I was reading David Hume’s An Enquiry Concerning Human Understanding the other day and came across a lovely item. Mind you, I tend not to wallow in philosophy texts, but I find the occasional jaunt into the realm a welcome relief from my usual reading in science and politics. Given the inevitable connection between religion and politics that will once again be thrust upon us by the talking heads for the midterm elections, whether you call them “values voters”, “moralistic moms”, or just plain “over-zealous, domineering, jingoistic, superstitious pinheads”, this quote hit home:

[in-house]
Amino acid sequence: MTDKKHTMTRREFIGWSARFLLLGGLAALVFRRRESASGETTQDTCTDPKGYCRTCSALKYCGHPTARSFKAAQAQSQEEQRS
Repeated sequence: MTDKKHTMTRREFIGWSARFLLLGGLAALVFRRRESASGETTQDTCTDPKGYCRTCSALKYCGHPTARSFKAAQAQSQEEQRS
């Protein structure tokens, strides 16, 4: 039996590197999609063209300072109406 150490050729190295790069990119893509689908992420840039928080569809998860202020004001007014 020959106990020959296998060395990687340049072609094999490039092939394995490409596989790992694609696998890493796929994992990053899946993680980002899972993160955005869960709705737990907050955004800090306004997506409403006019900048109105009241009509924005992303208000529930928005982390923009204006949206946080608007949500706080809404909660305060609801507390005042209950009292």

There is no method of reasoning more common, and yet none more blameable, than, in philosophical disputes, to endeavor the refutation of any hypothesis, by a pretence of its dangerous consequences to religion and morality. When any opinion leads to absurdities, it is certainly false; but it is not certain that an opinion is false, because it is of dangerous consequence.
What was true 250 years ago in the Age of Enlightenment remains true today, although I fear that a large portion of the population does not see this. In my dreams, I can imagine Hume travelling in a time machine to the present and having spirited debate with the likes of Dobson and Falwell. Oh, the sweet smell of carnage.